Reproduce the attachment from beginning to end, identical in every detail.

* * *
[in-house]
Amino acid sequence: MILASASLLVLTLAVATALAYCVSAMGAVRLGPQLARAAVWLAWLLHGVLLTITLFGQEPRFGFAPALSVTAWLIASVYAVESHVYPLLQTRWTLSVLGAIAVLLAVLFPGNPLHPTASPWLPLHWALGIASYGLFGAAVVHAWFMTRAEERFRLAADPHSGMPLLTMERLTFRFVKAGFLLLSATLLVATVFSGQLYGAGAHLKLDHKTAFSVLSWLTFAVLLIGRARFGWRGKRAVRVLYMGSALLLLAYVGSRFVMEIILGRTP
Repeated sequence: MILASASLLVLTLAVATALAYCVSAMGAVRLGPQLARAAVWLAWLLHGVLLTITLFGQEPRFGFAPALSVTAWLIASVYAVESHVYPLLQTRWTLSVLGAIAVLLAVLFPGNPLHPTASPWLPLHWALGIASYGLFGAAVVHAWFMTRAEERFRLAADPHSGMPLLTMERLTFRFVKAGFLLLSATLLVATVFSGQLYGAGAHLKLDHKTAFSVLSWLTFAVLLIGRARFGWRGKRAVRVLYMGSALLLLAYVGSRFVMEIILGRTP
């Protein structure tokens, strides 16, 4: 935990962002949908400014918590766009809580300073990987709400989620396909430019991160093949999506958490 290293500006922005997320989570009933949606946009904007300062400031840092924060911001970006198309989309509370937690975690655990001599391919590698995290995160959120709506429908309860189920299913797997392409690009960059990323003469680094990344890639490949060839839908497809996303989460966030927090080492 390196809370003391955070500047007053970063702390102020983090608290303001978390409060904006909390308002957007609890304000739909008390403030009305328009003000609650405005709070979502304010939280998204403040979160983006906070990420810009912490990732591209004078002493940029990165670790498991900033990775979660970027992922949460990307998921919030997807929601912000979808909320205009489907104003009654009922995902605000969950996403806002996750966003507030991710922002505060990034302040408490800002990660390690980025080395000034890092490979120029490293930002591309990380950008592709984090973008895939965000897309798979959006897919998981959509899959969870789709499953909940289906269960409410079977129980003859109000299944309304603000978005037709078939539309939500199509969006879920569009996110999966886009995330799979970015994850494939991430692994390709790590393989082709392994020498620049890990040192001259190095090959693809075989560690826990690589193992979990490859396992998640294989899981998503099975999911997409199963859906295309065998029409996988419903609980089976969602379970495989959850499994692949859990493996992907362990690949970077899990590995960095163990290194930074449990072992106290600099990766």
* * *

[in-house]
Amino acid sequence: MILASASLLVLTLAVATALAYCVSAMGAVRLGPQLARAAVWLAWLLHGVLLTITLFGQEPRFGFAPALSVTAWLIASVYAVESHVYPLLQTRWTLSVLGAIAVLLAVLFPGNPLHPTASPWLPLHWALGIASYGLFGAAVVHAWFMTRAEERFRLAADPHSGMPLLTMERLTFRFVKAGFLLLSATLLVATVFSGQLYGAGAHLKLDHKTAFSVLSWLTFAVLLIGRARFGWRGKRAVRVLYMGSALLLLAYVGSRFVMEIILGRTP
Repeated sequence: MILASASLLVLTLAVATALAYCVSAMGAVRLGPQLARAAVWLAWLLHGVLLTITLFGQEPRFGFAPALSVTAWLIASVYAVESHVYPLLQTRWTLSVLGAIAVLLAVLFPGNPLHPTASPWLPLHWALGIASYGLFGAAVVHAWFMTRAEERFRLAADPHSGMPLLTMERLTFRFVKAGFLLLSATLLVATVFSGQLYGAGAHLKLDHKTAFSVLSWLTFAVLLIGRARFGWRGKRAVRVLYMGSALLLLAYVGSRFVMEIILGRTP
């Protein structure tokens, strides 16, 4: 935990962002949908400014918590766009809580300073990987709400989620396909430019991160093949999506958490 290293500006922005997320989570009933949606946009904007300062400031840092924060911001970006198309989309509370937690975690655990001599391919590698995290995160959120709506429908309860189920299913797997392409690009960059990323003469680094990344890639490949060839839908497809996303989460966030927090080492 390196809370003391955070500047007053970063702390102020983090608290303001978390409060904006909390308002957007609890304000739909008390403030009305328009003000609650405005709070979502304010939280998204403040979160983006906070990420810009912490990732591209004078002493940029990165670790498991900033990775979660970027992922949460990307998921919030997807929601912000979808909320205009489907104003009654009922995902605000969950996403806002996750966003507030991710922002505060990034302040408490800002990660390690980025080395000034890092490979120029490293930002591309990380950008592709984090973008895939965000897309798979959006897919998981959509899959969870789709499953909940289906269960409410079977129980003859109000299944309304603000978005037709078939539309939500199509969006879920569009996110999966886009995330799979970015994850494939991430692994390709790590393989082709392994020498620049890990040192001259190095090959693809075989560690826990690589193992979990490859396992998640294989899981998503099975999911997409199963859906295309065998029409996988419903609980089976969602379970495989959850499994692949859990493996992907362990690949970077899990590995960095163990290194930074449990072992106290600099990766």